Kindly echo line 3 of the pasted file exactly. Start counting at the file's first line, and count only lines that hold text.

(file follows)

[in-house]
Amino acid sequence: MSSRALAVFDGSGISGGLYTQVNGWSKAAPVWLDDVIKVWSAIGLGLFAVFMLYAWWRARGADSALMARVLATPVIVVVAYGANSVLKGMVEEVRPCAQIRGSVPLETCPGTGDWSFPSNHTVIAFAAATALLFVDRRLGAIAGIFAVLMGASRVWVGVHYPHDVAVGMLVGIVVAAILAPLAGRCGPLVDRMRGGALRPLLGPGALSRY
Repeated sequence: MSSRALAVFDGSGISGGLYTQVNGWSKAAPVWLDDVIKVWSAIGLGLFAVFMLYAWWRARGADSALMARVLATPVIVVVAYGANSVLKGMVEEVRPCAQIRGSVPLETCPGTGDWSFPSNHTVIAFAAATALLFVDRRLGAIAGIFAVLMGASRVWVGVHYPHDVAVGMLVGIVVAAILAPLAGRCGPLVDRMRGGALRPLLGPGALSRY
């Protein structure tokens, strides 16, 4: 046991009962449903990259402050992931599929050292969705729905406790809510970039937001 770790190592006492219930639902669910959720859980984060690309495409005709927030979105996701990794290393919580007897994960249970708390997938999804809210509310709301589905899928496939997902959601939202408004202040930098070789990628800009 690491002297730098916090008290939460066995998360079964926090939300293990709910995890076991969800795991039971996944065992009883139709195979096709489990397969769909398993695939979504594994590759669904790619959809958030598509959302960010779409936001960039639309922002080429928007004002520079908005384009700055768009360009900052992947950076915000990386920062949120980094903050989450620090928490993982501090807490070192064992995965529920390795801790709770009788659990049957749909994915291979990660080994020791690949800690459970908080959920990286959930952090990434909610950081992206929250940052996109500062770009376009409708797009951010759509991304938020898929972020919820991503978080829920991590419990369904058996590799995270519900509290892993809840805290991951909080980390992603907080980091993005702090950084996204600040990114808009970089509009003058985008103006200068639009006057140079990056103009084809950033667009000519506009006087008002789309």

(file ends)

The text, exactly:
Repeated sequence: MSSRALAVFDGSGISGGLYTQVNGWSKAAPVWLDDVIKVWSAIGLGLFAVFMLYAWWRARGADSALMARVLATPVIVVVAYGANSVLKGMVEEVRPCAQIRGSVPLETCPGTGDWSFPSNHTVIAFAAATALLFVDRRLGAIAGIFAVLMGASRVWVGVHYPHDVAVGMLVGIVVAAILAPLAGRCGPLVDRMRGGALRPLLGPGALSRY